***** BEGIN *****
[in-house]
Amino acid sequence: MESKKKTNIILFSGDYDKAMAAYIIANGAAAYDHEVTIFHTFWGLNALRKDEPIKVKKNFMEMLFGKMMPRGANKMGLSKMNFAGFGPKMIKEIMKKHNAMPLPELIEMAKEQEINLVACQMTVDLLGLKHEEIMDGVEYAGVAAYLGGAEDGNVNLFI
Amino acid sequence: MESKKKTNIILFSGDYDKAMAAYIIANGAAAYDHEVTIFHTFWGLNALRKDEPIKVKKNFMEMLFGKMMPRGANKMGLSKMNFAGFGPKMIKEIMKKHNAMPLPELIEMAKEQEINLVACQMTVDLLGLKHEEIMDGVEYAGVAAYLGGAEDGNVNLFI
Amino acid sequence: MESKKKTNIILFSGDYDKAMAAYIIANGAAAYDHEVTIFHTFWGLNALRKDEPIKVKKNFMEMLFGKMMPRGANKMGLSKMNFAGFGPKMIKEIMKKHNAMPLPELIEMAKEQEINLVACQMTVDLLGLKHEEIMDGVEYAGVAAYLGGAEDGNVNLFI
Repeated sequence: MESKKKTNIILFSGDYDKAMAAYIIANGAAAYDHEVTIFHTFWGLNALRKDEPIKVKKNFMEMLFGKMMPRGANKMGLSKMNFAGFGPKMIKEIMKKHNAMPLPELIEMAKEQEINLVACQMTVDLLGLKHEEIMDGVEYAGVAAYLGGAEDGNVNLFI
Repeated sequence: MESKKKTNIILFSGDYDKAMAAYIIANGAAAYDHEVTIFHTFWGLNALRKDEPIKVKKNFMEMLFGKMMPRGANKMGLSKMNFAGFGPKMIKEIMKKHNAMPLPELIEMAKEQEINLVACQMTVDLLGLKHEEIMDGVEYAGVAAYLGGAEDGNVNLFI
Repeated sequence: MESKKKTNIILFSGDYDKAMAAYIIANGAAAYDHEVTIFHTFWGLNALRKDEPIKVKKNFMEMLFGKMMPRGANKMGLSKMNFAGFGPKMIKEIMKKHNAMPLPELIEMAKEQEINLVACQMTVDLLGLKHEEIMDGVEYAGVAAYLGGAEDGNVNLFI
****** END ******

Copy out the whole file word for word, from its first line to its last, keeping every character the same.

[in-house]
Amino acid sequence: MESKKKTNIILFSGDYDKAMAAYIIANGAAAYDHEVTIFHTFWGLNALRKDEPIKVKKNFMEMLFGKMMPRGANKMGLSKMNFAGFGPKMIKEIMKKHNAMPLPELIEMAKEQEINLVACQMTVDLLGLKHEEIMDGVEYAGVAAYLGGAEDGNVNLFI
Amino acid sequence: MESKKKTNIILFSGDYDKAMAAYIIANGAAAYDHEVTIFHTFWGLNALRKDEPIKVKKNFMEMLFGKMMPRGANKMGLSKMNFAGFGPKMIKEIMKKHNAMPLPELIEMAKEQEINLVACQMTVDLLGLKHEEIMDGVEYAGVAAYLGGAEDGNVNLFI
Amino acid sequence: MESKKKTNIILFSGDYDKAMAAYIIANGAAAYDHEVTIFHTFWGLNALRKDEPIKVKKNFMEMLFGKMMPRGANKMGLSKMNFAGFGPKMIKEIMKKHNAMPLPELIEMAKEQEINLVACQMTVDLLGLKHEEIMDGVEYAGVAAYLGGAEDGNVNLFI
Repeated sequence: MESKKKTNIILFSGDYDKAMAAYIIANGAAAYDHEVTIFHTFWGLNALRKDEPIKVKKNFMEMLFGKMMPRGANKMGLSKMNFAGFGPKMIKEIMKKHNAMPLPELIEMAKEQEINLVACQMTVDLLGLKHEEIMDGVEYAGVAAYLGGAEDGNVNLFI
Repeated sequence: MESKKKTNIILFSGDYDKAMAAYIIANGAAAYDHEVTIFHTFWGLNALRKDEPIKVKKNFMEMLFGKMMPRGANKMGLSKMNFAGFGPKMIKEIMKKHNAMPLPELIEMAKEQEINLVACQMTVDLLGLKHEEIMDGVEYAGVAAYLGGAEDGNVNLFI
Repeated sequence: MESKKKTNIILFSGDYDKAMAAYIIANGAAAYDHEVTIFHTFWGLNALRKDEPIKVKKNFMEMLFGKMMPRGANKMGLSKMNFAGFGPKMIKEIMKKHNAMPLPELIEMAKEQEINLVACQMTVDLLGLKHEEIMDGVEYAGVAAYLGGAEDGNVNLFI